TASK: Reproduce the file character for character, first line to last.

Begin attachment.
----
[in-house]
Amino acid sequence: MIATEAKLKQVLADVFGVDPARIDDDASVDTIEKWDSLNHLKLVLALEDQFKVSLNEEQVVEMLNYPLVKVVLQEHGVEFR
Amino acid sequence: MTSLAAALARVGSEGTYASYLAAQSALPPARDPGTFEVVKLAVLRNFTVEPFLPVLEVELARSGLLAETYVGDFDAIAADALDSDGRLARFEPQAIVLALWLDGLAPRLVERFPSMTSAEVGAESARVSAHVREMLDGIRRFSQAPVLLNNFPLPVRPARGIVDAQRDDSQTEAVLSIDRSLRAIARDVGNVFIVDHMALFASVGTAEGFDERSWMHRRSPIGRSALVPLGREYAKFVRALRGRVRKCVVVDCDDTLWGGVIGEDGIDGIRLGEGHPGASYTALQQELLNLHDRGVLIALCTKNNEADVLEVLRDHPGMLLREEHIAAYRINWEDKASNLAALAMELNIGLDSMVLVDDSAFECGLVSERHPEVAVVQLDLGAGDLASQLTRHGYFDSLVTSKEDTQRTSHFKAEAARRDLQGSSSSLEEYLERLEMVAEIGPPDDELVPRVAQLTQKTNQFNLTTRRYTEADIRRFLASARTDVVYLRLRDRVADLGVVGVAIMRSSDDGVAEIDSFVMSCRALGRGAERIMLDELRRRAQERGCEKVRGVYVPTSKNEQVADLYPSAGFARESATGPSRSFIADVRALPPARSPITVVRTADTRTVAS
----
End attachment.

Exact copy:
[in-house]
Amino acid sequence: MIATEAKLKQVLADVFGVDPARIDDDASVDTIEKWDSLNHLKLVLALEDQFKVSLNEEQVVEMLNYPLVKVVLQEHGVEFR
Amino acid sequence: MTSLAAALARVGSEGTYASYLAAQSALPPARDPGTFEVVKLAVLRNFTVEPFLPVLEVELARSGLLAETYVGDFDAIAADALDSDGRLARFEPQAIVLALWLDGLAPRLVERFPSMTSAEVGAESARVSAHVREMLDGIRRFSQAPVLLNNFPLPVRPARGIVDAQRDDSQTEAVLSIDRSLRAIARDVGNVFIVDHMALFASVGTAEGFDERSWMHRRSPIGRSALVPLGREYAKFVRALRGRVRKCVVVDCDDTLWGGVIGEDGIDGIRLGEGHPGASYTALQQELLNLHDRGVLIALCTKNNEADVLEVLRDHPGMLLREEHIAAYRINWEDKASNLAALAMELNIGLDSMVLVDDSAFECGLVSERHPEVAVVQLDLGAGDLASQLTRHGYFDSLVTSKEDTQRTSHFKAEAARRDLQGSSSSLEEYLERLEMVAEIGPPDDELVPRVAQLTQKTNQFNLTTRRYTEADIRRFLASARTDVVYLRLRDRVADLGVVGVAIMRSSDDGVAEIDSFVMSCRALGRGAERIMLDELRRRAQERGCEKVRGVYVPTSKNEQVADLYPSAGFARESATGPSRSFIADVRALPPARSPITVVRTADTRTVAS